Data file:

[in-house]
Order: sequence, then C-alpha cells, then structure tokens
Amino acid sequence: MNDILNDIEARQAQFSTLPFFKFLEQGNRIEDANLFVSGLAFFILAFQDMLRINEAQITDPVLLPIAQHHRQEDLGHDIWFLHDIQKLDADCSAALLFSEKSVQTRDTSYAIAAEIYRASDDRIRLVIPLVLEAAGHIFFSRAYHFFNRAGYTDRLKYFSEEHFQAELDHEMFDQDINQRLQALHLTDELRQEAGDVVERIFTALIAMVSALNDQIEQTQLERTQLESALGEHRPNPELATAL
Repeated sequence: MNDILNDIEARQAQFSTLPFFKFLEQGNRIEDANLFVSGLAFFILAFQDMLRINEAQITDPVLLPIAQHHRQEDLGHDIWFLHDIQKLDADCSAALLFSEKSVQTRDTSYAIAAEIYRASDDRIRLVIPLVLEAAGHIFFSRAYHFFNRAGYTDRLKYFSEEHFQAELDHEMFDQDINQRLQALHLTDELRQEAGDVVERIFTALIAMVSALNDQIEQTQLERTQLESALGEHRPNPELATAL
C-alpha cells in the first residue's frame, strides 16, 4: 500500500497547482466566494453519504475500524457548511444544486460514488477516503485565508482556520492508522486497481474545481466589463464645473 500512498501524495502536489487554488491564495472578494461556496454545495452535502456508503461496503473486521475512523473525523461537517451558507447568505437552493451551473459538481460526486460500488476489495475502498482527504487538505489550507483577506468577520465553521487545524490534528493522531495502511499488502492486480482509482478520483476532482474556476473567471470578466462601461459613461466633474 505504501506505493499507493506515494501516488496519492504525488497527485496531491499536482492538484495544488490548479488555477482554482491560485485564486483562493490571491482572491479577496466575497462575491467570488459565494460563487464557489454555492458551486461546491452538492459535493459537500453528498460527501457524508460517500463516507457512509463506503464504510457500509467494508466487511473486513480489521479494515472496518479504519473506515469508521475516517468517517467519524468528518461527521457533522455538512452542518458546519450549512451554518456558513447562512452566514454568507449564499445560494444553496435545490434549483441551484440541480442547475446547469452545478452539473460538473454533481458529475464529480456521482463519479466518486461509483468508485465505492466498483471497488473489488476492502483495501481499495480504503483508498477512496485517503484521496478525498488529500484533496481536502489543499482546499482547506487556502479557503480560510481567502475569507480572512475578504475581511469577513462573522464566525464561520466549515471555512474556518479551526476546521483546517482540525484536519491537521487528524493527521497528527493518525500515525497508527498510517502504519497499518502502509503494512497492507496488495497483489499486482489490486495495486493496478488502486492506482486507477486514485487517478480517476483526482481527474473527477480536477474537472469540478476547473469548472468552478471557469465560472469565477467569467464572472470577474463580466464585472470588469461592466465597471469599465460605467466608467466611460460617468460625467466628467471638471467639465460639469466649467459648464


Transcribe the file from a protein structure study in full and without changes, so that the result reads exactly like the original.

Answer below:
[in-house]
Order: sequence, then C-alpha cells, then structure tokens
Amino acid sequence: MNDILNDIEARQAQFSTLPFFKFLEQGNRIEDANLFVSGLAFFILAFQDMLRINEAQITDPVLLPIAQHHRQEDLGHDIWFLHDIQKLDADCSAALLFSEKSVQTRDTSYAIAAEIYRASDDRIRLVIPLVLEAAGHIFFSRAYHFFNRAGYTDRLKYFSEEHFQAELDHEMFDQDINQRLQALHLTDELRQEAGDVVERIFTALIAMVSALNDQIEQTQLERTQLESALGEHRPNPELATAL
Repeated sequence: MNDILNDIEARQAQFSTLPFFKFLEQGNRIEDANLFVSGLAFFILAFQDMLRINEAQITDPVLLPIAQHHRQEDLGHDIWFLHDIQKLDADCSAALLFSEKSVQTRDTSYAIAAEIYRASDDRIRLVIPLVLEAAGHIFFSRAYHFFNRAGYTDRLKYFSEEHFQAELDHEMFDQDINQRLQALHLTDELRQEAGDVVERIFTALIAMVSALNDQIEQTQLERTQLESALGEHRPNPELATAL
C-alpha cells in the first residue's frame, strides 16, 4: 500500500497547482466566494453519504475500524457548511444544486460514488477516503485565508482556520492508522486497481474545481466589463464645473 500512498501524495502536489487554488491564495472578494461556496454545495452535502456508503461496503473486521475512523473525523461537517451558507447568505437552493451551473459538481460526486460500488476489495475502498482527504487538505489550507483577506468577520465553521487545524490534528493522531495502511499488502492486480482509482478520483476532482474556476473567471470578466462601461459613461466633474 505504501506505493499507493506515494501516488496519492504525488497527485496531491499536482492538484495544488490548479488555477482554482491560485485564486483562493490571491482572491479577496466575497462575491467570488459565494460563487464557489454555492458551486461546491452538492459535493459537500453528498460527501457524508460517500463516507457512509463506503464504510457500509467494508466487511473486513480489521479494515472496518479504519473506515469508521475516517468517517467519524468528518461527521457533522455538512452542518458546519450549512451554518456558513447562512452566514454568507449564499445560494444553496435545490434549483441551484440541480442547475446547469452545478452539473460538473454533481458529475464529480456521482463519479466518486461509483468508485465505492466498483471497488473489488476492502483495501481499495480504503483508498477512496485517503484521496478525498488529500484533496481536502489543499482546499482547506487556502479557503480560510481567502475569507480572512475578504475581511469577513462573522464566525464561520466549515471555512474556518479551526476546521483546517482540525484536519491537521487528524493527521497528527493518525500515525497508527498510517502504519497499518502502509503494512497492507496488495497483489499486482489490486495495486493496478488502486492506482486507477486514485487517478480517476483526482481527474473527477480536477474537472469540478476547473469548472468552478471557469465560472469565477467569467464572472470577474463580466464585472470588469461592466465597471469599465460605467466608467466611460460617468460625467466628467471638471467639465460639469466649467459648464